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PBMs tout robust competition in market as FTC orders more documents for review


Government trade watchdogs continue scrutiny of drug prices.

gavel ftc logo: © Ascannio stock.adobe.com

© Ascannio stock.adobe.com

Two more pharmacy benefit managers (PBMs) must send their business records to the U.S. Federal Trade Commission (FTC).

Meanwhile, PBMs said the most recent data shows robust competition in that industry.

The developments were some of the latest this week in the continuing national discourse on how to tackle high drug prices and foster competition in health care.

FTC demands documents

The FTC has issued compulsory orders to Zinc Health Services, LLC, and Ascent Health Services, LLC, two group purchasing organizations (GPOs) that negotiate drug rebates on behalf of other PBMs. Zinc was founded in 2020 and operates as the GPO for CVS Caremark. Ascent was founded in 2019 and operates as a GPO for Express Scripts, Prime Therapeutics, Envolve Pharmacy Solutions, and Humana Pharmacy Solutions.

Those orders follow similar compulsory orders issued in June 2022 to the six largest PBMs: CVS Caremark; Express Scripts, Inc.; OptumRx, Inc.; Humana Pharmacy Solutions, Inc.; Prime Therapeutics LLC; and MedImpact Healthcare Systems, Inc.

The Commission’s continuing inquiry “is aimed at shedding light on several PBM practices, including charging fees and clawbacks to unaffiliated pharmacies; steering patients towards PBM-owned pharmacies; potentially unfair auditing of unaffiliated pharmacies; the use of complicated and opaque pharmacy reimbursement methods; and negotiating rebates and fees with drug manufacturers that may skew the formulary incentives and impact the costs of prescription drugs to payers and patients,” according to the FTC.

Zinc Health Services and Ascent Health Services have 90 days to respond.

PBMs examines the market

This month, PCMA published “The PBM Marketplace is More Competitive, Not Less,” an online summary of PCMA President J.C. Scott’s interview with Jason Borschow, ECO of Abarca, and Mike Ellis, CEO of Maxor National Pharmacy Services, two PBMs.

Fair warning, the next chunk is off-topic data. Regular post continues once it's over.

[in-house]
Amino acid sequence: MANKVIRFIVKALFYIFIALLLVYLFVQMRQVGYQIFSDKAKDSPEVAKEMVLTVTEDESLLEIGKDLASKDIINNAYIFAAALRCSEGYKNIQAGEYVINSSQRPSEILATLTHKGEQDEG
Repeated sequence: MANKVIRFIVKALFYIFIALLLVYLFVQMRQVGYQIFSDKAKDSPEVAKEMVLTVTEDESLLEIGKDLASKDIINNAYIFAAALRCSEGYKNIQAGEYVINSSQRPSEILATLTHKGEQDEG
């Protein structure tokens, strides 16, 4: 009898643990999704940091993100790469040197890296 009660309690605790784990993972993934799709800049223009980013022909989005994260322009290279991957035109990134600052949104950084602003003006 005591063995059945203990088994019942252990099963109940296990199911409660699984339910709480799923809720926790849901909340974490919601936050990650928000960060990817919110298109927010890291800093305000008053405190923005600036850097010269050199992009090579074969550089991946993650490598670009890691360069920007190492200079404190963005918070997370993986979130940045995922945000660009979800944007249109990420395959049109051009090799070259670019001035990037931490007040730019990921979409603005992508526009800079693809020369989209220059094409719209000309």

Contrary to popular belief of a few PBMs dominating the market, there are 73 full-service pharmacy benefit companies operating, including six that are new since 2021, according to PCMA.

That figure was up from 66 in 2019. PCMA noted the current total of 73 accounts for new PBMs; the loss of some PBMs due to and mergers and acquisitions; and some PBMs expanding duties to be counted as “full service” companies.

“One big takeaway from these numbers is how dynamic the pharmacy benefit company marketplace is both changing and expanding,” the PCMA analysis said. “New companies entering the market create additional competitors and help drive innovation. Not all pharmacy benefit companies are the same. They distinguish themselves through the choices they offer to payers and patients. But what they all have in common is securing affordable and accessible prescription drugs for employers, labor unions, governments, payers, patients, and taxpayers.”

The PCMA online summary was written for the Rx Research Corner blog written by the association’s research team.

Stifling drug competition?

The FTC also announced this week it would sue to stop pharmaceutical company Amgen Inc. from acquiring Horizon Therapeutics PLC. The federal agency said “the deal would allow Amgen to leverage its portfolio of blockbuster drugs to entrench the monopoly positions of Horizon medications used to treat two serious conditions, thyroid eye disease and chronic refractory gout,” according to its news release.

The drugs at issue are Tepezza, for thyroid eye disease, and Krystexxa, for chronic refractory gout. Neither has any competition in the pharmaceutical marketplace.

“Rampant consolidation in the pharmaceutical industry has given powerful companies a pass to exorbitantly hike prescription drug prices, deny patients access to more affordable generics, and hamstring innovation in life-saving markets,” FTC Bureau of Competition Director Holly Vedova said in a news release.

The lawsuit “sends a clear signal to the market: The FTC won't hesitate to challenge mergers that enable pharmaceutical conglomerates to entrench their monopolies at the expense of consumers and fair competition,” Vedova said. It was “the FTC’s first challenge to a pharmaceutical merger in recent memory,” she added.

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